Another regular season gone, another off season to point fingers, dwell on “what ifs” and start calculating salary cap room. As fans of any non-playoff team can tell you, once the regular season is over, thoughts immediately turn to offseason roster moves. It is a fast-paced, high stakes game of Fantasy Baseball and everyone is looking to come out on top with free agents, rookie call ups, trades and re-signings. The Angels have already made their first move, signing veteran catcher Chris Iannetta to a 3 year deal, but Iannetta is not the man of the free-agent hour. That honor falls to Torii Hunter.
Hunter has gone on record as saying he is willing to take a pay cut to stay in Anaheim. However, with his previous contract set at 5 years and $90 million, Torii’s going to take a pay cut to play for any team in 2013. Even so, Hunter’s package of veteran leadership combined with a level of play not expected from a man pushing 40 will be a targeted commodity in the offseason and underpricing him could be a costly mistake. A team like the Red Sox that has lost their way, or a team like the Pirates that hasn’t had a way to speak of in some time may look at Hunter as a central leadership pillar to usher in a new era. To put it simply, he’s not going to be the future of any organization, but his unique skill set can be used to help raise up current young stars or give that little over-the-top push to a team just out of playoff reach.
Anaheim falls into both of those categories. For the time being, Southern California is where Hunter calls home. The question the Angels must ponder is not whether or not to make an offer to retain him, but how lucrative the offer should be. The market has tentatively priced Hunter between $8 and $12 million per year. The Angels will at least need to hit that range if they hope to retain his services. Anyone can offer money though, Anaheim will need to step it up if they want to offer something more.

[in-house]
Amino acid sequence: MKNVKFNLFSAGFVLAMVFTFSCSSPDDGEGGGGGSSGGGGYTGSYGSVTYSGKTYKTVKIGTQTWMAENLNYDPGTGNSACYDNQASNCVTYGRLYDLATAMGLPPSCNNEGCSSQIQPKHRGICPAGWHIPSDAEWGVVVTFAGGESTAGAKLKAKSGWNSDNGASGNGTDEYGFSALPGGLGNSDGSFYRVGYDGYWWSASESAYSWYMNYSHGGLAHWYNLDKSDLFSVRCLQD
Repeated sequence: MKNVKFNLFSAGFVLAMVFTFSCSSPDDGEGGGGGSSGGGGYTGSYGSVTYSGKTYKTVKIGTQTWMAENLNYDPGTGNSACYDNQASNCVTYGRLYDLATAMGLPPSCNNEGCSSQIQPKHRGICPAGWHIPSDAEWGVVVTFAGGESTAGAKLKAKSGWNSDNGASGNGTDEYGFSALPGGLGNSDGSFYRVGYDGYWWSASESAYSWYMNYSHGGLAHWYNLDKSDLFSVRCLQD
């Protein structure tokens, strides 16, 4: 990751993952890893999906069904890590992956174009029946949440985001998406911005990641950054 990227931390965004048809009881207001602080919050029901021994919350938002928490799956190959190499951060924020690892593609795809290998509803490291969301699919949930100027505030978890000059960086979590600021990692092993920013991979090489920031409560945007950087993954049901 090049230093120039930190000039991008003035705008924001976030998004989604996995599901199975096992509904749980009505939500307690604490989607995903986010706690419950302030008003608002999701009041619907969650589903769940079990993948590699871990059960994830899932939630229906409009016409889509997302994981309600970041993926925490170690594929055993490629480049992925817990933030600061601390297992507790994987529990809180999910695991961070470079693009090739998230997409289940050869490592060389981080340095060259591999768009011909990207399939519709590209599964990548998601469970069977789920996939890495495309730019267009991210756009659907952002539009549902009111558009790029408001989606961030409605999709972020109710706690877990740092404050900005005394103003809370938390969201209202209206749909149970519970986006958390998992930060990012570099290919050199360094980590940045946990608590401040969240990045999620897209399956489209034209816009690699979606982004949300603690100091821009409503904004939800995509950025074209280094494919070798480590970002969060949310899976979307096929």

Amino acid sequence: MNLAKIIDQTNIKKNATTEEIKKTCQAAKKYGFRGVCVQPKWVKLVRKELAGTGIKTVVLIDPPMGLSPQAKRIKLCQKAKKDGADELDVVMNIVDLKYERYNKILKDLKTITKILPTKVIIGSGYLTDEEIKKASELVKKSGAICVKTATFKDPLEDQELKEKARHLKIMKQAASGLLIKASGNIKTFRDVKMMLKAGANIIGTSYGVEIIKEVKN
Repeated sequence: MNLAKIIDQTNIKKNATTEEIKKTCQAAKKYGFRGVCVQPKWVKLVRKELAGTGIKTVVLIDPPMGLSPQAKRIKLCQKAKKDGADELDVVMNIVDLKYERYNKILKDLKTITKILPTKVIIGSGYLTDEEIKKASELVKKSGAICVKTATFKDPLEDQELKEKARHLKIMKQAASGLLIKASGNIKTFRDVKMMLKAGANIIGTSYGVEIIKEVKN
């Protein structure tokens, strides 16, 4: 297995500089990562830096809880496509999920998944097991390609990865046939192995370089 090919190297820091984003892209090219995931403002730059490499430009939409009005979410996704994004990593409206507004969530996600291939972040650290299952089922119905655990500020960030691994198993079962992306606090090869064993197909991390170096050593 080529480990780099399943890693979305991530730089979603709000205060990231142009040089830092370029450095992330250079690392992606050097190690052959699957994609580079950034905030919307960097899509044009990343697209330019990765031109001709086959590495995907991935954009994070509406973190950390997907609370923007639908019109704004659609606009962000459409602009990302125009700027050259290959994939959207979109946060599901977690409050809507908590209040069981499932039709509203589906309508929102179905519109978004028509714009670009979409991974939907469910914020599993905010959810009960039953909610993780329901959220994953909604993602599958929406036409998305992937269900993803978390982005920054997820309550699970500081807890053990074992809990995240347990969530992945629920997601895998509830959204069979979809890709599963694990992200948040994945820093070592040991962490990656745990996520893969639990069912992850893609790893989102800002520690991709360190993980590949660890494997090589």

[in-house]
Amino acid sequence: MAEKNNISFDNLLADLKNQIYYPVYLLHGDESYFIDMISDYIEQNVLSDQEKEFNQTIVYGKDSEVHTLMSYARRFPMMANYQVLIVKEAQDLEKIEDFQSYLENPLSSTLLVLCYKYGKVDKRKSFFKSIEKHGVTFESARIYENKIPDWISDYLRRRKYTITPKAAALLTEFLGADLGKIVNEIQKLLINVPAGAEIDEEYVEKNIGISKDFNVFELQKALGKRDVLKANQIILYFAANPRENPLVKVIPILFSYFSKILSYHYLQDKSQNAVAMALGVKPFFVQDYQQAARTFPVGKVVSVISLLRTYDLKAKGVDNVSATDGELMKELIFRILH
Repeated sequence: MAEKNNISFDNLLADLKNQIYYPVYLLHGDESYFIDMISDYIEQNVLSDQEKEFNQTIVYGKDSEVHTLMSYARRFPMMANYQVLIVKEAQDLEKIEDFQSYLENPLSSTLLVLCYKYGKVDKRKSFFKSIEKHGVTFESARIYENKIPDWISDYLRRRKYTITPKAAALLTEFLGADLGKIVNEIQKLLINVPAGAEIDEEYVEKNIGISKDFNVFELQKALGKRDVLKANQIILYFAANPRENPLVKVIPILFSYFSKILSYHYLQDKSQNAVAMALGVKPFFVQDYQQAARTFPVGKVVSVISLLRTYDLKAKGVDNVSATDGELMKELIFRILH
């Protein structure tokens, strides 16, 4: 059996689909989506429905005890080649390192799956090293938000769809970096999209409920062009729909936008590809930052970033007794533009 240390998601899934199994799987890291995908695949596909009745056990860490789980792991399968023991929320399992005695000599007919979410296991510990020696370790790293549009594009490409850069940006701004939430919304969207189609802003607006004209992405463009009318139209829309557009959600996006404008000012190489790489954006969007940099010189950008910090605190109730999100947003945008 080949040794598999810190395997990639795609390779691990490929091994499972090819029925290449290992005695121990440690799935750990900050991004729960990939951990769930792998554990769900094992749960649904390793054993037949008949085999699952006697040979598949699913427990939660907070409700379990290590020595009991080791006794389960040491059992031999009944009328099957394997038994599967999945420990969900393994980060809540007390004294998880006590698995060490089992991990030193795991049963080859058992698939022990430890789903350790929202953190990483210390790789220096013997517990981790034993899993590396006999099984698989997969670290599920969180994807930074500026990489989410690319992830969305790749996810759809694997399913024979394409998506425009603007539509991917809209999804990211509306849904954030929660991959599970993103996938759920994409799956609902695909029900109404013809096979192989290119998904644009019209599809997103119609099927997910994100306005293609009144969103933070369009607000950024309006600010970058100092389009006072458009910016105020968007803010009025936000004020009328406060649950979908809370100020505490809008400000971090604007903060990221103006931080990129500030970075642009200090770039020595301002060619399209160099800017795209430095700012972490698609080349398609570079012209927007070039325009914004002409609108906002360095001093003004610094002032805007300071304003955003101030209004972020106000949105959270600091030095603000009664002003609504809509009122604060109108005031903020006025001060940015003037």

An incentive that should be included immediately is that Hunter must be offered free In-N-Out hamburgers for the entirety of his contract. A double-double cheeseburger (animal style, of course) is difficult enough to resist, but as an addition to a fair contract offer, it is a siren song that will summon Hunter to stay awhile longer in the warm, SoCal embrace. A man, however cannot live by burgers alone, and so a generous quantity of Del Taco giftcards should be provided as well. Two of the local signature foods should be more than enough to sway Hunter’s athletic affections. However, should this not be sufficient, perhaps the Halos can appeal to his teammates. CJ Wilson is a known fan Disneyland and the churros that lie within. It stands to reason that the offer of some annual passes coupled with a quantity of complimentary sweet cinnamon treats may fuel a locker room outcry to return Torii to the team.
Whatever the cost, Torii Hunter will most certainly be receiving offers during the offseason. If the Halos want him, they should be ready to open their pocketbooks and show it. A great majority of the Anaheim fanbase is looking forward to seeing Hunter in the outfield and with conspiracy theorists whispering rumors the team may be moving to Los Angeles, it would do management good to fulfill a fan request that is both reasonable, and beneficial to the team.
And if Torii needs any more SoCal incentive, it’s a certainty those rich gentlemen running the business side of things know a few large-chested (possibly surgically enhanced) women possessed of the ability to entice Mr. Hunter to remain in the OC.
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"Targeted commodity" seems a bit strong to me. I'd guess that most of the teams with an interest would buy him secure in the knowledge they have some kid in the minors who, they hope, will be ready to come up mid-season to have his transition enhanced by the veteran currently ahead of him. Also, to use as a fallback for any missteps the kid might take in the bigs. And price him accordingly. In other words he'd be a place filler for the next big thing. Nobody can seriously hope he will duplicate '12.